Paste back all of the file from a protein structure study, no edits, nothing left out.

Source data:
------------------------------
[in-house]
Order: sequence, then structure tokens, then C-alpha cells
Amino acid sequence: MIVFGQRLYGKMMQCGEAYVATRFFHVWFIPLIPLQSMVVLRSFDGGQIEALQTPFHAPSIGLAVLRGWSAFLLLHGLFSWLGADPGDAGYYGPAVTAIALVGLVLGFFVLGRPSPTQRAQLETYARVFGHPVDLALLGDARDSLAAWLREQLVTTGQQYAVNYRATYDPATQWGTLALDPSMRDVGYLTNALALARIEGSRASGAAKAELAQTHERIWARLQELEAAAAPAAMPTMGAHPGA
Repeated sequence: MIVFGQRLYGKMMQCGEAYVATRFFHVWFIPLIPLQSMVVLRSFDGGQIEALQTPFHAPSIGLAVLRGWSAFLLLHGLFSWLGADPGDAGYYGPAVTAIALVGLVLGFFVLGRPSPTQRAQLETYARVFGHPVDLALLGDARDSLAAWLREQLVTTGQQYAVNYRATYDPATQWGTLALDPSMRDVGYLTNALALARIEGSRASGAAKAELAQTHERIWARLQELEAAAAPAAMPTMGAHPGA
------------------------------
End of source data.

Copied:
[in-house]
Order: sequence, then structure tokens, then C-alpha cells
Amino acid sequence: MIVFGQRLYGKMMQCGEAYVATRFFHVWFIPLIPLQSMVVLRSFDGGQIEALQTPFHAPSIGLAVLRGWSAFLLLHGLFSWLGADPGDAGYYGPAVTAIALVGLVLGFFVLGRPSPTQRAQLETYARVFGHPVDLALLGDARDSLAAWLREQLVTTGQQYAVNYRATYDPATQWGTLALDPSMRDVGYLTNALALARIEGSRASGAAKAELAQTHERIWARLQELEAAAAPAAMPTMGAHPGA
Repeated sequence: MIVFGQRLYGKMMQCGEAYVATRFFHVWFIPLIPLQSMVVLRSFDGGQIEALQTPFHAPSIGLAVLRGWSAFLLLHGLFSWLGADPGDAGYYGPAVTAIALVGLVLGFFVLGRPSPTQRAQLETYARVFGHPVDLALLGDARDSLAAWLREQLVTTGQQYAVNYRATYDPATQWGTLALDPSMRDVGYLTNALALARIEGSRASGAAKAELAQTHERIWARLQELEAAAAPAAMPTMGAHPGA